From there, minibuses depart to the eastern section of the park, next to the Las Torres Hotel. Catamarans to the western edge of the park are also available next to the Refugio Paine Grande. While most hikers prefer to tackle the circuit in a counter-clockwise direction because this allows for a sunrise viewing of the Torres on the last day, either direction is available.
Accommodations in the park are broken down into free campsites, serviced campsites, and refugios. Advanced reservations are not accepted with the free government-run campsites and spots are on a first-come, first-serve basis. Early arrivals receive the best locations and are highly recommended. Late arrivals may result in a location distant from facilities or a difficult camping spot. There are only four free campsites and some have known to be closed for repairs or other reasons, which is important to consider when planning.
Reservations are available through Vertice Patagonia and Fantastico Sur for the serviced campsites and the refugios. A service campsite is basically a raised wooden platform with space to pitch a tent with access to the facilities at the refugios. The refugios are full-service hostels, offerings beds, hot showers and cooked meals. The cost of the serviced campsites range from $10-20 per person; refugios cost anywhere from $50 for a bed for the night up to $200 for full board and meals.
Each campsite is located next to or at a park highlight. Hikers are treated to majestic views as they make their way along the trails. Some of the notable points are the Grey Glacier, the French Valley and Las Torres. The Grey Glacier is the southern tip of the Patagonian ice sheet and is visible along the trail from Paine Grande to the John Gardner Pass. Visitors who get lucky may hear a large crack, almost like a thunderbolt, which is actually a large piece of ice crashing into the Grey Lake. The French Valley is situated in the middle of the W route and offers spectacular vistas of the French Glacier and the Cuernos.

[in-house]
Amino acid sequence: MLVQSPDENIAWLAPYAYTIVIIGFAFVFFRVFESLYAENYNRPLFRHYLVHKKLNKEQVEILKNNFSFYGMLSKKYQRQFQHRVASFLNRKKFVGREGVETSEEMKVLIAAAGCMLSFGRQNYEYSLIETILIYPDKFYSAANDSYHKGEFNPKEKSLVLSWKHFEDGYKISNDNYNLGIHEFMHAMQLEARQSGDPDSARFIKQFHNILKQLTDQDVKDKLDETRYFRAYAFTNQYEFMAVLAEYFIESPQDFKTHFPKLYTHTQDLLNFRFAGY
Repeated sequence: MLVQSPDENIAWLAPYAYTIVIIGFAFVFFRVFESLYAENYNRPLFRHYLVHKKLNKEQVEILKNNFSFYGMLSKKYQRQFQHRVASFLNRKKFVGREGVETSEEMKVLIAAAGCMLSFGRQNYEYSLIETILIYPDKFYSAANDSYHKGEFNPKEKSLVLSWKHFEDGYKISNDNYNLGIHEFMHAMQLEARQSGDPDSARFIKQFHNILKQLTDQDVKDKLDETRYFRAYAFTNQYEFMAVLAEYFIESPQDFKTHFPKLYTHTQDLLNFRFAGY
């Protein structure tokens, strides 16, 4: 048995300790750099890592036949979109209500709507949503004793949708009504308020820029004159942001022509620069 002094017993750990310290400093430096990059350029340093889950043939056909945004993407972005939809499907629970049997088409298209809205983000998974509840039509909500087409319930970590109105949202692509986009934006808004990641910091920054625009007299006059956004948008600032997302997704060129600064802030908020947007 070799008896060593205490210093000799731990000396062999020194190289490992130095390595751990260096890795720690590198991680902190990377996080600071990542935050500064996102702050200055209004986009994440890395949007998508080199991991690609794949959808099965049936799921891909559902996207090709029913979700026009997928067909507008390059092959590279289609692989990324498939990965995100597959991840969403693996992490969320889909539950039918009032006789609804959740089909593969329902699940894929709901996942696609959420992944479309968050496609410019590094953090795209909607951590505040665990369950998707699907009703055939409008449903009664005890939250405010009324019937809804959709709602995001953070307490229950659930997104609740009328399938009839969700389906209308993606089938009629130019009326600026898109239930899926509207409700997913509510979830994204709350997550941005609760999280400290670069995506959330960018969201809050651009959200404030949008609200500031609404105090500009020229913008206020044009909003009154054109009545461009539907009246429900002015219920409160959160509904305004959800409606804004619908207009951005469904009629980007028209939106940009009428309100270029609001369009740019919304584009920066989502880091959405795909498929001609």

The most visited point, however, is Las Torres, a set of three peaks sitting above a glacier lagoon. The trail from the Torres campsite to the summit is difficult terrain, but the vistas at the top are the crown jewels of the Circuit. Those attempting a sunrise summit should take caution at the notoriously unpredictable weather and check with the local refugio on predicted conditions. Camping at the Torres campground is highly recommended for those seeking an early summit.
About the Author:
Prasanna Chandrasekhar is a photographer who lives and works out of the Washington, D.C. area. He enjoys exploring new landscapes and capturing vivid images. You can see his work at imported from_baltimore.